With the new year comes the industry’s annual “24 Karat weekend,” jam-packed with events, awards, and socializing.
The weekend kicked off earlier than usual this year, on Thursday, Jan. 5, with a new event: The Good Awards. The cocktail party, sponsored by the Diamond Empowerment Fund, bestows laurels on industry leaders for “good corporate citizenship.” The event was held at the rooftop of the Empire Hotel.
The four inaugural honorees included Varda Shine and the Diamond Trading Company; Edward Hrabak and Sterling Jewelers; Rebecca Foerster and Rio Tinto Diamonds; and Ivanka Trump and Ivanka Trump Fine Jewelry.
On Jan. 6 came the Jewelers Vigilance Committee’s annual luncheon at the Waldorf Astoria.
The organization honored Aaron Suna with its prestigious Stanley Schechter Award for his service to the group.
The luncheon’s speaker, former New York City public advocate and mayoral candidate Mark Green, devoted most of his talk to current events, rapping Republican candidates for wanting to “turn back the clock” on environmental regulations and rules that protect workers and consumers.
That night came the Jewelry Information Center’s 10th Annual GEM Awards at Cipriani 42nd Street. Ralph Destino, Chairman-Emeritus of Cartier, was honored with a Lifetime Achievement Award. The GEM Award for Corporate Communications went to Chanel Fine Jewelry, and the GEM Award for Journalistic Excellence went to Candy Pratts Price, editor-at-large for Vogue.com.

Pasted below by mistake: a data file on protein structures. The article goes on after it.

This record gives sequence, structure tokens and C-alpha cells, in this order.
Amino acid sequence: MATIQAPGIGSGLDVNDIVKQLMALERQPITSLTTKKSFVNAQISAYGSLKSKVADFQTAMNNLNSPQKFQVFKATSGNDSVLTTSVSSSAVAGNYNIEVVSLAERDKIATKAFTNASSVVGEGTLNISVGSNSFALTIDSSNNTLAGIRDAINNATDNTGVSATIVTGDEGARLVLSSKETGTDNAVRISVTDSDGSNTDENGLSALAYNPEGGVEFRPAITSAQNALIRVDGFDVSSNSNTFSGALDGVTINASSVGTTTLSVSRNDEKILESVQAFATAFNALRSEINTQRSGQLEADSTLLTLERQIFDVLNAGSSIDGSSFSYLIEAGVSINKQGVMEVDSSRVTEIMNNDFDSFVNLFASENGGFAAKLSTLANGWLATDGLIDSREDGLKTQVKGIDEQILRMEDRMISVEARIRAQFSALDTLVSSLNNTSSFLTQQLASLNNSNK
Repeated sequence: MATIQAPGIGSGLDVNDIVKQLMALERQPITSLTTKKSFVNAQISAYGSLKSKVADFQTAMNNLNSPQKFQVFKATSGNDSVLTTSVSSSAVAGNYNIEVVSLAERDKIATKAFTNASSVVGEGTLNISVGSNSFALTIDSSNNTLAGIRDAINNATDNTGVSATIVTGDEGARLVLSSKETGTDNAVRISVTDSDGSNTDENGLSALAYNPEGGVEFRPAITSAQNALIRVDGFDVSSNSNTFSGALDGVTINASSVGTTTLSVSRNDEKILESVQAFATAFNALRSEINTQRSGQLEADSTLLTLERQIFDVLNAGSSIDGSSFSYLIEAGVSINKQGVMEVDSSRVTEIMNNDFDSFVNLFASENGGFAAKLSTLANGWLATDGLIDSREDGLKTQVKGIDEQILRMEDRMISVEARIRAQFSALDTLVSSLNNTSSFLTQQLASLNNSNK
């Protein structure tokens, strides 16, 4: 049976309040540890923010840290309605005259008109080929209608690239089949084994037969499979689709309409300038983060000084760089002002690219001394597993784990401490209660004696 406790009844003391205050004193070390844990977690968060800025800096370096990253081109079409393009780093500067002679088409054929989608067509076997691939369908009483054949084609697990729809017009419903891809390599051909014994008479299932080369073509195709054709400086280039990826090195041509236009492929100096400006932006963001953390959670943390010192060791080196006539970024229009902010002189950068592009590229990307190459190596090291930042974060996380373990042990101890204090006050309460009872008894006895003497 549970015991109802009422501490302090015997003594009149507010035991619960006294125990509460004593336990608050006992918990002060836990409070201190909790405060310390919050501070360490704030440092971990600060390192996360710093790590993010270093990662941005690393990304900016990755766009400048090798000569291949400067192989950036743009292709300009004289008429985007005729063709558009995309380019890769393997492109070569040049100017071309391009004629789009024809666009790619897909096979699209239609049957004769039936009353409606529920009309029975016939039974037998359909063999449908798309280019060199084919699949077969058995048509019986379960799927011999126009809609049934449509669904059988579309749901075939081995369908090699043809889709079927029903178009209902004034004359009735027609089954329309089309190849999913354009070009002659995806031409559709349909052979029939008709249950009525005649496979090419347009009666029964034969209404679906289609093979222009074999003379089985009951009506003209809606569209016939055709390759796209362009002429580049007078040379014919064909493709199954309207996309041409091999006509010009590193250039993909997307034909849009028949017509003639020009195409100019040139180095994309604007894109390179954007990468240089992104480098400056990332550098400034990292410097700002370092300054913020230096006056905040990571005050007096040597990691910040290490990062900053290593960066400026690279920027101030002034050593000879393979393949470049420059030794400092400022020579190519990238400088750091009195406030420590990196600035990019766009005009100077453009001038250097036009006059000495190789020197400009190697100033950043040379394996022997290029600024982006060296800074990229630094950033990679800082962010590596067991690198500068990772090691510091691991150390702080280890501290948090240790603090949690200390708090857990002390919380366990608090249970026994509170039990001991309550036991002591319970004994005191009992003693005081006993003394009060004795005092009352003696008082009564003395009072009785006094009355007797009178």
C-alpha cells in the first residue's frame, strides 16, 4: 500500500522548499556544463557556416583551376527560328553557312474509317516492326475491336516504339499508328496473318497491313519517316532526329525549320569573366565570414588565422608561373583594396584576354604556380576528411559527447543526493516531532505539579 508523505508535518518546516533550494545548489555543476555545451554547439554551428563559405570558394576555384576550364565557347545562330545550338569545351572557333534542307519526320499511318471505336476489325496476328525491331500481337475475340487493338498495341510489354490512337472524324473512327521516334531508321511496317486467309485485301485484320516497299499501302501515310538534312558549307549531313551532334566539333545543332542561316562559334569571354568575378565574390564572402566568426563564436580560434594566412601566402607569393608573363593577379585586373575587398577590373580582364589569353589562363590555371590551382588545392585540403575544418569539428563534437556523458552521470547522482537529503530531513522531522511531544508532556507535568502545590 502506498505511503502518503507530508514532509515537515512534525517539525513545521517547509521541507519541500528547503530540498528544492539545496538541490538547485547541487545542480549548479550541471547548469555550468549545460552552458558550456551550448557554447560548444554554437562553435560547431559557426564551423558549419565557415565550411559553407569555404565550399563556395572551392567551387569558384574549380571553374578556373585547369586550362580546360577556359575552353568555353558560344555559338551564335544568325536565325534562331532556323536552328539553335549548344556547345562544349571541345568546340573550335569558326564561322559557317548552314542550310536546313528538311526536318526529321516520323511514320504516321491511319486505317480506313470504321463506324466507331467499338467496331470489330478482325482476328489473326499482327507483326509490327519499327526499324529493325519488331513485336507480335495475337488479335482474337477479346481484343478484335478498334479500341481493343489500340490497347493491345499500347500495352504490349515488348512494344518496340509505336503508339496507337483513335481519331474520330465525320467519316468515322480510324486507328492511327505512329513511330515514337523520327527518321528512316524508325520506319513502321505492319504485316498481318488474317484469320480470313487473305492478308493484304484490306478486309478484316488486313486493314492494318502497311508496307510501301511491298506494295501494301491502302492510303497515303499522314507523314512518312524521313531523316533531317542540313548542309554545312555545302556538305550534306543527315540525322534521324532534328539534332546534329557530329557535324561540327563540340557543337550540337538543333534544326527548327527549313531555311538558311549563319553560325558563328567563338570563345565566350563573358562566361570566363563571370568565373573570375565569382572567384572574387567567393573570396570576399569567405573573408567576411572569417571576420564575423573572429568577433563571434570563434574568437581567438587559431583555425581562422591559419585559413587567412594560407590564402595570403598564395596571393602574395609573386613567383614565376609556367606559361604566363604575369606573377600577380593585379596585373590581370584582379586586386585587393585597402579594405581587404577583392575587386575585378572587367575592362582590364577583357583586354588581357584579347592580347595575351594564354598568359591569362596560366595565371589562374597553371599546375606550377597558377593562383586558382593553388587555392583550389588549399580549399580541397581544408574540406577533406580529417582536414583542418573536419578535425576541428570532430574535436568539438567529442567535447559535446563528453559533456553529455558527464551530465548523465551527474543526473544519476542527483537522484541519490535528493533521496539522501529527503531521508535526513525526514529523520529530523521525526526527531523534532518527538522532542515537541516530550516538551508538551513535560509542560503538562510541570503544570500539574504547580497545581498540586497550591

On Saturday, Jan. 7, the Jewelers’ Security Alliance held its luncheon at the Pierre Hotel.
The group’s annual industry service award went to Paul Jones, senior director of global asset protection for eBay/PayPal.
JSA president John Kennedy said that Jones had make a “huge contribution” to the security of eBay.
“We stand ready to help the jewelry industry,” Jones said, noting that jewelry is an important category for eBay, which sells more than $1 billion in watches and jewelry a year.
The group’s James B. White Law Enforcement Award went to FBI supervisory special agent Eric B. Ives, a member of the bureau’s organized crime section, jewelry and gem division.
Ives noted it was important to keep a tight lid on jewelry crime, since most of the people involved in these heists are involved in other types of criminal activity.
Finally, the weekend was capped off by one of the trade’s biggest and glitziest rituals: the 24 Karat Club dinner. Entertainment at the Waldorf Astoria-based event included comedian Howie Mandel and a group of “Rat Pack” impersonators.